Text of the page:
From the fountain, we walked passed ancient columns and on toward the church of Chiesa di Sant Ignazio di Loyola. The interior of this church includes a fresco by Andrea Pozzo, who cleverly painted the ceiling in 1685 depicting a fake dome, but actually it’s a flat canvas.

Not far from the church is the best-preserved temple in Rome: The Pantheon! Upon entering the doors, you find yourself in a huge, empty space that makes you feel small and insignificant –  but isn’t that how you’re supposed to feel in front of the Gods? The single source of natural light comes from the “eye”, a 9-meter open hole in the center of the dome. Almost two thousand years after it was built, the Pantheon’s dome is still the world’s largest unreinforced concrete dome.

We ended our afternoon in the lively surroundings of Navona Square. The most beautiful parts of Piazza Navona are its three fountains, designed during the papacy of Gregory XIII.

After we returned to our hotel, The Romanico Palace, we were on our own for the rest of the evening. The Spanish Steps were only a 20-minute walk, so we headed in that direction. As we passed the American Embassy, men in uniform yelled at me for taking a picture. Apparently, that’s a no-no! At the Spanish Steps (or Piazza di Spagna) I could take all the photos I wanted! With its characteristic butterfly plan, the famous steps are recognized the world over and are a popular place for people to gather. At the foot of the stairs is the Barcaccia Fountain, the work of Pietro Bernini and his son, Gian Lorenzo.

On the stroll back to the hotel, we were on the look-out for a place to eat dinner. We stopped at a lovely little restaurant, but it had no air-conditioning. It had been an un-seasonably warm day and we didn’t think we could bear the heat, so we left and settled for a sandwich and cold drink in the comfort of the hotel bar. Back in the room, our luggage still hadn’t arrived, so we washed our underwear in the sink and dried them by hand with the hotel-provided hair dryer. Good times!

The next morning, we were off to Pisa, home of astronomer Galileo Galilei. Fresh off the bus, Anna lead us through a jungle of alleys filled with assorted markets, gelato stands and cheap souvenirs.

DSC00922 (2) It was like arriving in another world when we emerged through the city gates onto the Piazza dei Miracoli (Square of Miracles), a UNESCO World Heritage Site. The (Leaning) Tower of Pisa, a cathedral and the baptistery, along with a cemetery and museums are all located within the square. The ornate 14th century tower was already tilting when it was completed in 1372.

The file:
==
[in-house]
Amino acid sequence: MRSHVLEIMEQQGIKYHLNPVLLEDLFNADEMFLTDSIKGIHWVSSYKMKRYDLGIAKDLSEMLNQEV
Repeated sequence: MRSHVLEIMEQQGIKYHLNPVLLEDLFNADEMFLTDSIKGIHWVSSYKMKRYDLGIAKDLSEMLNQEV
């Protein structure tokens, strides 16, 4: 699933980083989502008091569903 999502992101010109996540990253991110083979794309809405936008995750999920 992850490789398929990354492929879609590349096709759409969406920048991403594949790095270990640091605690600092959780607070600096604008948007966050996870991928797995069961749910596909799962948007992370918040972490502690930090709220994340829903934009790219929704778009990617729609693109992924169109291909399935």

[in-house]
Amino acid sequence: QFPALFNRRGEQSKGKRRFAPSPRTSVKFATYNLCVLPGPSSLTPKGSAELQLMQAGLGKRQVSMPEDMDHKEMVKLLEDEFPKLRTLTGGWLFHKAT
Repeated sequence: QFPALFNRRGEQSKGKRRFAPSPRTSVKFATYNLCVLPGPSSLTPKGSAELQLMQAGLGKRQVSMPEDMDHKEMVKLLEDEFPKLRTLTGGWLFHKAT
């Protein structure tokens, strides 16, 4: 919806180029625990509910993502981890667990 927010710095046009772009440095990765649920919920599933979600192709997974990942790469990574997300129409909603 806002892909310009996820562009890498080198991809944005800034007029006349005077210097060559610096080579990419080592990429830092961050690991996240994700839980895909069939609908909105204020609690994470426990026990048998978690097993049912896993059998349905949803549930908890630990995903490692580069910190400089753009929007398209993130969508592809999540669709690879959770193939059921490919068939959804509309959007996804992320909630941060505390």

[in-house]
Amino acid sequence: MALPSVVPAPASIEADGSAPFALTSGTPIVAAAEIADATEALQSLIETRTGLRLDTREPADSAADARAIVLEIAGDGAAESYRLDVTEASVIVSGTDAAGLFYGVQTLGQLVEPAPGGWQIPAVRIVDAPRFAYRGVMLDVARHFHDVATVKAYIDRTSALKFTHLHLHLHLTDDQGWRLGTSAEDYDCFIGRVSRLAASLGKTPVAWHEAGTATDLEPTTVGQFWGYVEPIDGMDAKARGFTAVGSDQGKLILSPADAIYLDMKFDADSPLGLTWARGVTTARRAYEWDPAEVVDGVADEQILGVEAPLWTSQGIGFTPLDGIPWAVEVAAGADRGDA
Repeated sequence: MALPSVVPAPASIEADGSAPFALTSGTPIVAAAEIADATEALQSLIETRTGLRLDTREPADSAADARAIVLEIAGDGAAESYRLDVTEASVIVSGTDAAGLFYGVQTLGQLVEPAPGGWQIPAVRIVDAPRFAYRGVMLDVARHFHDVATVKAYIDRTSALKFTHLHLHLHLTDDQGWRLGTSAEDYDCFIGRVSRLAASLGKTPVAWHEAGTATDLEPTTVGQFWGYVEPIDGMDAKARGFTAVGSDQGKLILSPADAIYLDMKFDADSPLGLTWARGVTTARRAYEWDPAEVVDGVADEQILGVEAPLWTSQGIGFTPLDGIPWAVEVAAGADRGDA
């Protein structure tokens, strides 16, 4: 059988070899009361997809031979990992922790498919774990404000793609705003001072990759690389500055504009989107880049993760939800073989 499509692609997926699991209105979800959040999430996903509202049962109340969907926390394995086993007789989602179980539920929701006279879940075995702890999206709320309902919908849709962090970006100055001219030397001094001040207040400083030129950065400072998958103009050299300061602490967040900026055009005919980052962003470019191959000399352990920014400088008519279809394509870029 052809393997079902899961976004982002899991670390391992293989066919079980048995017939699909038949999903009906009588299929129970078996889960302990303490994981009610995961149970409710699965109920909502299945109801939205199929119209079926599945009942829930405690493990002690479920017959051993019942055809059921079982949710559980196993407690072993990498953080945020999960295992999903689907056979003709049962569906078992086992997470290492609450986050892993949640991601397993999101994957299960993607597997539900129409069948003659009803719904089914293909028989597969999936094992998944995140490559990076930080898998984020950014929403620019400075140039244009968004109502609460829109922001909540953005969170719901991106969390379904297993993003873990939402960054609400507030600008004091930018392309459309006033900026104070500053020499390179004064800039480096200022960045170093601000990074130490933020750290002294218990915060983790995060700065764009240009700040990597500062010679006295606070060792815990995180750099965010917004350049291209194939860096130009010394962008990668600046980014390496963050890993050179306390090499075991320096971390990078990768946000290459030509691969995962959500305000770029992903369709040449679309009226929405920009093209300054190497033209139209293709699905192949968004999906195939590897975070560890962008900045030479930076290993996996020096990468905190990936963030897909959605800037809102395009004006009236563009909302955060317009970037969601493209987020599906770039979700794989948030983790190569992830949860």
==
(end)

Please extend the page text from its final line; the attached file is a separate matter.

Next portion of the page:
We took photos and had lunch, then hopped back on the bus with Giorgio and headed to fabulous Florence – which is part two in this series. Arrivederci for now!

(Note: a click in each grouping of photos allows you to see each one individually)

Impressions of Italy – Introduction

Italy! A land of ancient urban sprawl,DSC00940 (3) colorful villages,DSC02607 (2) quilted rolling hills,DSC01348 (3) well-weathered charm,DSC02471 (3) pristine alpine lakes,DSC01832 (3) and the deep blue waters of the Mediterranean Sea, DSC03241 (3)where vibrant dwellings cling to the cliffs above the shore.DSC03199Italy is home to vineyards, olive trees and lemon groves DSC03264 (3)and cypress trees so tall they seem to hang from the heavens on invisible string.DSC02885 (3)In Italy, the indulgence of good food and wine,DSC01908 (2) priceless masterpieces,DSC02250 (2)magnificent displays of architecture,DSC00641 (2)and postcard-perfect scenery is an everyday occurrence.DSC03298 (3)IMG_0856 (3)DSC03038 (3)DSC01517 (3)No wonder Giuseppe Verdi is quoted as saying “You may have the universe if I may have Italy”.DSC01417 (3)

We had the pleasure of visiting Italy in September on the Globus “Italian Mosaic” tour. We have only good things to say about the 13-day experience. Our tour director Anna, and bus driver Giorgio, were both excellent at what they do; and the local tour guides at each stop were knowledgeable, easy to understand and very pleasant. Our 42 traveling companions were awesome too!

While Globus did not disappoint us, Air Canada certainly did! They are no longer on our list of acceptable air lines. The delay of our departing flight caused us to miss our connection to Rome and eventually cost us over seven hours of sightseeing time and two nights without our luggage. But let’s not dwell on the negative!

Written details and photos of our Italian travels will be presented in 6 parts over the next several months:

Part One – Rome and Pisa

Part Two – Florence, San Gimignano and the Tuscany Region

Part Three – Cinque Terre, Lake Maggiore, and Lugano, Switzerland

Part Four – Venice and Burano Island

Part Five – Assisi, Positano and the Amalfi Coast

Part Six – Sorrento, Isle of Capri, Pompeii and conclusion

Arrivederci for now!